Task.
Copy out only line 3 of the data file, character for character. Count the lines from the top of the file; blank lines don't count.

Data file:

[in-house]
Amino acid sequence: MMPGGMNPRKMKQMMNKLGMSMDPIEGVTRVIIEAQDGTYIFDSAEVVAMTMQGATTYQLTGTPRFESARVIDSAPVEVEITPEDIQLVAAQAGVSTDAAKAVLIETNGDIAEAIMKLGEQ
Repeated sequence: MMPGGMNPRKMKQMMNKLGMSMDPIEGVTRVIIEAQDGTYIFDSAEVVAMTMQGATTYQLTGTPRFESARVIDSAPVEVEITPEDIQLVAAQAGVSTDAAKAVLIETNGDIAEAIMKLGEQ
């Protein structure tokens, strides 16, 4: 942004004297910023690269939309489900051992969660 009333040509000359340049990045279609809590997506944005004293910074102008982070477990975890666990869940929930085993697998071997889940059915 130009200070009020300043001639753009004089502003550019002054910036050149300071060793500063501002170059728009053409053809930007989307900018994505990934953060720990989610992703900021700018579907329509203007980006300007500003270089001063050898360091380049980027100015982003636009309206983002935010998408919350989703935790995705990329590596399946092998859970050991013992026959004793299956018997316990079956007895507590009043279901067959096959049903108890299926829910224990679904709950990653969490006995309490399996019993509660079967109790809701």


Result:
Repeated sequence: MMPGGMNPRKMKQMMNKLGMSMDPIEGVTRVIIEAQDGTYIFDSAEVVAMTMQGATTYQLTGTPRFESARVIDSAPVEVEITPEDIQLVAAQAGVSTDAAKAVLIETNGDIAEAIMKLGEQ